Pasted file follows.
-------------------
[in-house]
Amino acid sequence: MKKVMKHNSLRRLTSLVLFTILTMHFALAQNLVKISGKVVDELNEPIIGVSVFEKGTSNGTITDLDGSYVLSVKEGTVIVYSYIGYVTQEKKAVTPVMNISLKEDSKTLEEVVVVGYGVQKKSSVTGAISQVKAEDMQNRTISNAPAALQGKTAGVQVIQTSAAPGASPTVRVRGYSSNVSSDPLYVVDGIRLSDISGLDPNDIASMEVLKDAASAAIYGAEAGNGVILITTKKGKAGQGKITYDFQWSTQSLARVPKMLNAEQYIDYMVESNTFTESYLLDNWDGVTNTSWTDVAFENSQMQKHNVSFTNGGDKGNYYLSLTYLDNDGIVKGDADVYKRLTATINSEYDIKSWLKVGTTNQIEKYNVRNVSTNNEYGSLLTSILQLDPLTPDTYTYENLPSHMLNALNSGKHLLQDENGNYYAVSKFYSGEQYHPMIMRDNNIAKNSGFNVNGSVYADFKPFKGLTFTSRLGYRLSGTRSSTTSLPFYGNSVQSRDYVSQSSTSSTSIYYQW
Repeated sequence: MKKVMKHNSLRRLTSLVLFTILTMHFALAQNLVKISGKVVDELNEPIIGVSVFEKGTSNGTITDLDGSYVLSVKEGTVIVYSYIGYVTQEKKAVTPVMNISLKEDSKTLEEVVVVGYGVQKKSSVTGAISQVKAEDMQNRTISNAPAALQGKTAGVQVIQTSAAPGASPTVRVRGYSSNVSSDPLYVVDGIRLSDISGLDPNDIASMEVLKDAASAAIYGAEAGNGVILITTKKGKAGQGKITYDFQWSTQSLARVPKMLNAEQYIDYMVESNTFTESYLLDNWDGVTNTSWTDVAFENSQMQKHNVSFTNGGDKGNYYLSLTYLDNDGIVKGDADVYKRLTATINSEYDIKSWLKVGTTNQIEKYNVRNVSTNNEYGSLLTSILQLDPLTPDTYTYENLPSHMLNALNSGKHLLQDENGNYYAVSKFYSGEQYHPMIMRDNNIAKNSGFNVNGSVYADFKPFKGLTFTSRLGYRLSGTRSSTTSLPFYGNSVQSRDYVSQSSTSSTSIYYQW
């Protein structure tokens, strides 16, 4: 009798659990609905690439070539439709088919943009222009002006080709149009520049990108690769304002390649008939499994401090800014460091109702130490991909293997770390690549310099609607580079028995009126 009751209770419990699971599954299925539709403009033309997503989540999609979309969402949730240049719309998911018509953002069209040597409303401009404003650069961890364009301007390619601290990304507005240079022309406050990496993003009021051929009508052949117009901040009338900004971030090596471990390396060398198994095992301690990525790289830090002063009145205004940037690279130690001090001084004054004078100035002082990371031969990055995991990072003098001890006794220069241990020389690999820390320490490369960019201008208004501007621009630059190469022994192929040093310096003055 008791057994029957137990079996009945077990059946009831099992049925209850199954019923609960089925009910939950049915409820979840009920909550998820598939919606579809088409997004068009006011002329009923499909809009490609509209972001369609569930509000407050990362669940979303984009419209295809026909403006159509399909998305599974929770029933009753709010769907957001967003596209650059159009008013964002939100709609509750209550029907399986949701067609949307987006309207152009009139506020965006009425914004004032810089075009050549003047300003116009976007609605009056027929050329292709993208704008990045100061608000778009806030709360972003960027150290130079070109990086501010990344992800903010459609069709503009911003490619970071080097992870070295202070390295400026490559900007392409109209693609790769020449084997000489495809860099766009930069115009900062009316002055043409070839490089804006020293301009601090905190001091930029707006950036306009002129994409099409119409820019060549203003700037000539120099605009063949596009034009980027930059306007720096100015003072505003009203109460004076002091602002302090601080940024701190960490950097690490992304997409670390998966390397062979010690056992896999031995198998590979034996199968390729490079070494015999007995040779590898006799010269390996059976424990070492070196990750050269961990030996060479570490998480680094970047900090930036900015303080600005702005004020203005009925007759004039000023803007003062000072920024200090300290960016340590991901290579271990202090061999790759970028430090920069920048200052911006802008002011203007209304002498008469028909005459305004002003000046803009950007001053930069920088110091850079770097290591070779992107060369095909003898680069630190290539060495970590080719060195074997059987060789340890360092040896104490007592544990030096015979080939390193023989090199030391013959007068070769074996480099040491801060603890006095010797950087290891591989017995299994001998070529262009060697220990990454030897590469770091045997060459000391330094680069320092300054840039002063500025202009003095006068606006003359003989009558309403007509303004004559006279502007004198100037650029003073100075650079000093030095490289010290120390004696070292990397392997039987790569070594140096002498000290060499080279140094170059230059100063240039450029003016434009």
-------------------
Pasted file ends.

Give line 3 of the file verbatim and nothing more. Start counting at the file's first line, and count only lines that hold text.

Repeated sequence: MKKVMKHNSLRRLTSLVLFTILTMHFALAQNLVKISGKVVDELNEPIIGVSVFEKGTSNGTITDLDGSYVLSVKEGTVIVYSYIGYVTQEKKAVTPVMNISLKEDSKTLEEVVVVGYGVQKKSSVTGAISQVKAEDMQNRTISNAPAALQGKTAGVQVIQTSAAPGASPTVRVRGYSSNVSSDPLYVVDGIRLSDISGLDPNDIASMEVLKDAASAAIYGAEAGNGVILITTKKGKAGQGKITYDFQWSTQSLARVPKMLNAEQYIDYMVESNTFTESYLLDNWDGVTNTSWTDVAFENSQMQKHNVSFTNGGDKGNYYLSLTYLDNDGIVKGDADVYKRLTATINSEYDIKSWLKVGTTNQIEKYNVRNVSTNNEYGSLLTSILQLDPLTPDTYTYENLPSHMLNALNSGKHLLQDENGNYYAVSKFYSGEQYHPMIMRDNNIAKNSGFNVNGSVYADFKPFKGLTFTSRLGYRLSGTRSSTTSLPFYGNSVQSRDYVSQSSTSSTSIYYQW